Teenagers who didn't eat a good breakfast were more likely to be obese and have elevated blood sugar in middle age, a new study shows.
Researchers at Umea University in Sweden found that teens who reported eating no breakfast or only sweets were two-thirds more likely to develop a cluster of risk factors linked to heart disease and diabetes when they were in their 40s than their peers who ate more substantial morning meals.
It’s possible that eating breakfast helps kids stick to a healthier diet the rest of the day.
Studies how that children who miss breakfast experience hunger surges and tend to overeat later in the day.
The research team reviewed data from 889 people in Lulea, Sweden. In 1981, when they were 16 years old, the participants completed questionnaires about what they ate for breakfast on a single day.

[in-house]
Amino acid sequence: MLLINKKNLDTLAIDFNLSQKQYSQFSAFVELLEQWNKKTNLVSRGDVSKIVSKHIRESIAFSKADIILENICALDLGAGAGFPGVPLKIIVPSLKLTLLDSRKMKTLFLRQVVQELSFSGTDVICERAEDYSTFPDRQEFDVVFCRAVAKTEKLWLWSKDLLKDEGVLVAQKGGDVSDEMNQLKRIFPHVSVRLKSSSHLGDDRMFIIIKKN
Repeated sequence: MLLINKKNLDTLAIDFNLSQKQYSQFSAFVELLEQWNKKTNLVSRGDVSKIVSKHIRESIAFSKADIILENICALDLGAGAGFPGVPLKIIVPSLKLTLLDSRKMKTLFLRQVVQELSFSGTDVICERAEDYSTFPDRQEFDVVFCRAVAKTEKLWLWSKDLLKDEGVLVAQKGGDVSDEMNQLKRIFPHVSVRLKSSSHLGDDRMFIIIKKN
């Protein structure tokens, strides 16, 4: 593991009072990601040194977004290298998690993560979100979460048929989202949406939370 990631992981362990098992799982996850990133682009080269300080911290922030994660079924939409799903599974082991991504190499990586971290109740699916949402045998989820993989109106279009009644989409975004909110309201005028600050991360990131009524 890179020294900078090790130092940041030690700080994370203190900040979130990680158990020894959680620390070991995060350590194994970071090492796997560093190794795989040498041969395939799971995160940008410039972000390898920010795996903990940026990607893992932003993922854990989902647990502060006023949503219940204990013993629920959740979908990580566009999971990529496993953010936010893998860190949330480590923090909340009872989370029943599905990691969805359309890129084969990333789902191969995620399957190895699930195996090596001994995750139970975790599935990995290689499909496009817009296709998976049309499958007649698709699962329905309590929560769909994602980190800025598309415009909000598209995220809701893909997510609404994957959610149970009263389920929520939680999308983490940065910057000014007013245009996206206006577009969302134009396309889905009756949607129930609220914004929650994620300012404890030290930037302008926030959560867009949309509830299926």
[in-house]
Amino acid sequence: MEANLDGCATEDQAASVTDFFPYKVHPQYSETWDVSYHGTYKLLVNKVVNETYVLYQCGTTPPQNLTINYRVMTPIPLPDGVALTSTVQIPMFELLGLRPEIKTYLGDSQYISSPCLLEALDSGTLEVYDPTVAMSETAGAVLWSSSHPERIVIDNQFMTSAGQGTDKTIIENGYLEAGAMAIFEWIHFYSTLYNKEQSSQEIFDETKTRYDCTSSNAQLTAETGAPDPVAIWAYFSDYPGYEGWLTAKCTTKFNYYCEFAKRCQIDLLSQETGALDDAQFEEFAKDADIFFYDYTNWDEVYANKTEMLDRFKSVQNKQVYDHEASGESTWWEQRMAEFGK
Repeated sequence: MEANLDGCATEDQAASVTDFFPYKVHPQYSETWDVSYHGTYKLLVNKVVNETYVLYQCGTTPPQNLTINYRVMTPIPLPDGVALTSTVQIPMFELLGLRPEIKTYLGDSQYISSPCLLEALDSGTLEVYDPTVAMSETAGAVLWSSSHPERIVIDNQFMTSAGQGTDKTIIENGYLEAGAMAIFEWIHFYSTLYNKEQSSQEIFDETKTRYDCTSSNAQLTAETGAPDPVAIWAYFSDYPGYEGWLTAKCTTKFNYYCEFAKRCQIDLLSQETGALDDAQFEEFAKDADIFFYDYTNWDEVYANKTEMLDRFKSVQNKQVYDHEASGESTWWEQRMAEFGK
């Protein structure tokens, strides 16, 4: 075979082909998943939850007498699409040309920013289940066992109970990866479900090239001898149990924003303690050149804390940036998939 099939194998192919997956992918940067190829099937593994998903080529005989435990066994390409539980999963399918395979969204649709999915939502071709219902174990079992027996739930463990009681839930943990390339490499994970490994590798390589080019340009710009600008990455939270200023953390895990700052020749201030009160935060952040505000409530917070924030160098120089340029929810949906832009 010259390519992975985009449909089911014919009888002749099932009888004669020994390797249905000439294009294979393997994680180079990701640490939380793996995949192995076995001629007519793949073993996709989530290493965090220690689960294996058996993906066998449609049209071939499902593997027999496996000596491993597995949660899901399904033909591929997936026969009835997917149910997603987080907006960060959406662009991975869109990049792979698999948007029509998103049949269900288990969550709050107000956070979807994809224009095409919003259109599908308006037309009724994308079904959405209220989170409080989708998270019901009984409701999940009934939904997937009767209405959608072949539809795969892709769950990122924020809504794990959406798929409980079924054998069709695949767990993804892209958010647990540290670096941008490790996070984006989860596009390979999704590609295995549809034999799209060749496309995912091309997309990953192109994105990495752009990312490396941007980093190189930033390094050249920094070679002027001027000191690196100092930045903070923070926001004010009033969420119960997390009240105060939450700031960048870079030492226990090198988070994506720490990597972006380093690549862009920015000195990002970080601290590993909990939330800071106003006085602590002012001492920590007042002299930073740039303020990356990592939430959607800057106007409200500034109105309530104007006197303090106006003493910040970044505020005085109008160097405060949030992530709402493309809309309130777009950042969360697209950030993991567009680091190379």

Researchers then examined them in 2008, when they were 43 years old, for metabolic syndrome, a collection of risk factors that can lead to heart disease, diabetes and stroke.
They found that 27 percent had developed signs of the syndrome.
Moreover, those who reported missing breakfast or eating a poor-quality one as a teenager were 68 percent more likely to have metabolic syndrome in middle age.
When the researchers analyzed separate components of the syndrome, they found that obesity and high blood sugar levels at age 43 were linked with poor breakfast habits at age 16.
In addition to a large waistline and high blood sugar, components of metabolic syndrome include high blood pressure and low "good" or HDL cholesterol.
The authors noted the study's limitations, including that the 1981 questionnaire asked teens only about a single day's breakfast. They also did not know the participants' adult breakfast habits.
The benefits of a healthy breakfast extend beyond physical health to thinking skills and academic performance.
An ideal breakfast would include protein, healthy fat and a source of carbohydrates like fruit or vegetables or minimally processed whole grains.
Source: Public Health Nutrition, online January 28, 2014.
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